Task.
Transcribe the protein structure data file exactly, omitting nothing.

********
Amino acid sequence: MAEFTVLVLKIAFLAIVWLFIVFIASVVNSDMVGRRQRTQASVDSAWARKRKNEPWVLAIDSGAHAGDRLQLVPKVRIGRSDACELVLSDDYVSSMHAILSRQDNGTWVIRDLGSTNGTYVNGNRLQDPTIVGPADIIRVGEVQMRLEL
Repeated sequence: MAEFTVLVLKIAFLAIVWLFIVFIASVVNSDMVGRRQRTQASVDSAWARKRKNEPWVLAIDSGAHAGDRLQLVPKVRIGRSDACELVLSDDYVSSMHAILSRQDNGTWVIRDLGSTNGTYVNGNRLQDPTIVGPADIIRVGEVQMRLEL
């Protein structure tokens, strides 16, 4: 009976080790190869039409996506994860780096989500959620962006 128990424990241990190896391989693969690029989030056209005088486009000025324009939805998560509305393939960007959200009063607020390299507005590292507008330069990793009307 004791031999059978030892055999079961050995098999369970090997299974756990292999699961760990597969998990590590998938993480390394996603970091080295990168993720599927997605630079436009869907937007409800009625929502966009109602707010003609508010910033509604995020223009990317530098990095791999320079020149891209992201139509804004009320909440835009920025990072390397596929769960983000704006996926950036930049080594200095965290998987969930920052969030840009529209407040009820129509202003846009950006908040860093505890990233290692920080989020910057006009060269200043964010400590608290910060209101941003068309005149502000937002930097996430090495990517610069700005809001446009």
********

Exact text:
Amino acid sequence: MAEFTVLVLKIAFLAIVWLFIVFIASVVNSDMVGRRQRTQASVDSAWARKRKNEPWVLAIDSGAHAGDRLQLVPKVRIGRSDACELVLSDDYVSSMHAILSRQDNGTWVIRDLGSTNGTYVNGNRLQDPTIVGPADIIRVGEVQMRLEL
Repeated sequence: MAEFTVLVLKIAFLAIVWLFIVFIASVVNSDMVGRRQRTQASVDSAWARKRKNEPWVLAIDSGAHAGDRLQLVPKVRIGRSDACELVLSDDYVSSMHAILSRQDNGTWVIRDLGSTNGTYVNGNRLQDPTIVGPADIIRVGEVQMRLEL
């Protein structure tokens, strides 16, 4: 009976080790190869039409996506994860780096989500959620962006 128990424990241990190896391989693969690029989030056209005088486009000025324009939805998560509305393939960007959200009063607020390299507005590292507008330069990793009307 004791031999059978030892055999079961050995098999369970090997299974756990292999699961760990597969998990590590998938993480390394996603970091080295990168993720599927997605630079436009869907937007409800009625929502966009109602707010003609508010910033509604995020223009990317530098990095791999320079020149891209992201139509804004009320909440835009920025990072390397596929769960983000704006996926950036930049080594200095965290998987969930920052969030840009529209407040009820129509202003846009950006908040860093505890990233290692920080989020910057006009060269200043964010400590608290910060209101941003068309005149502000937002930097996430090495990517610069700005809001446009």